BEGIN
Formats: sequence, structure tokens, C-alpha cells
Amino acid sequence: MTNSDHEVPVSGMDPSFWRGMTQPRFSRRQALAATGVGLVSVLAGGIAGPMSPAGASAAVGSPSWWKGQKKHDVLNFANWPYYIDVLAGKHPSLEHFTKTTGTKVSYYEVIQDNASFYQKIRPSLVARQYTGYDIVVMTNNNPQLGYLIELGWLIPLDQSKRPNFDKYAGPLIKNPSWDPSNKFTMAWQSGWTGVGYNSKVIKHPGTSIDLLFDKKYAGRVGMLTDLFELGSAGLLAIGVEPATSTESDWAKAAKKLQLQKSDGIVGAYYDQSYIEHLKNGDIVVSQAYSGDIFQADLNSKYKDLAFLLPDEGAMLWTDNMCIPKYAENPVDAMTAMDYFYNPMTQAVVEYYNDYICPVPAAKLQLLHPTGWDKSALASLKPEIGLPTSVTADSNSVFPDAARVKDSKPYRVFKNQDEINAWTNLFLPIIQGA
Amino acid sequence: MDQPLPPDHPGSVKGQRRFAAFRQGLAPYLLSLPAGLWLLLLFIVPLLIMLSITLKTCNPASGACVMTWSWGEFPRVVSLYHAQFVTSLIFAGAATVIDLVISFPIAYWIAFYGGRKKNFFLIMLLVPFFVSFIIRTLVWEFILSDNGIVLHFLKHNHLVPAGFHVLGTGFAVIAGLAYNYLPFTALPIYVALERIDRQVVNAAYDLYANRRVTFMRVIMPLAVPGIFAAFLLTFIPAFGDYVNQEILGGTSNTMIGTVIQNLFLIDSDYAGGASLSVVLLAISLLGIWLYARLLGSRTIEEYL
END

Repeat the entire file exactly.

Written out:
Formats: sequence, structure tokens, C-alpha cells
Amino acid sequence: MTNSDHEVPVSGMDPSFWRGMTQPRFSRRQALAATGVGLVSVLAGGIAGPMSPAGASAAVGSPSWWKGQKKHDVLNFANWPYYIDVLAGKHPSLEHFTKTTGTKVSYYEVIQDNASFYQKIRPSLVARQYTGYDIVVMTNNNPQLGYLIELGWLIPLDQSKRPNFDKYAGPLIKNPSWDPSNKFTMAWQSGWTGVGYNSKVIKHPGTSIDLLFDKKYAGRVGMLTDLFELGSAGLLAIGVEPATSTESDWAKAAKKLQLQKSDGIVGAYYDQSYIEHLKNGDIVVSQAYSGDIFQADLNSKYKDLAFLLPDEGAMLWTDNMCIPKYAENPVDAMTAMDYFYNPMTQAVVEYYNDYICPVPAAKLQLLHPTGWDKSALASLKPEIGLPTSVTADSNSVFPDAARVKDSKPYRVFKNQDEINAWTNLFLPIIQGA
Amino acid sequence: MDQPLPPDHPGSVKGQRRFAAFRQGLAPYLLSLPAGLWLLLLFIVPLLIMLSITLKTCNPASGACVMTWSWGEFPRVVSLYHAQFVTSLIFAGAATVIDLVISFPIAYWIAFYGGRKKNFFLIMLLVPFFVSFIIRTLVWEFILSDNGIVLHFLKHNHLVPAGFHVLGTGFAVIAGLAYNYLPFTALPIYVALERIDRQVVNAAYDLYANRRVTFMRVIMPLAVPGIFAAFLLTFIPAFGDYVNQEILGGTSNTMIGTVIQNLFLIDSDYAGGASLSVVLLAISLLGIWLYARLLGSRTIEEYL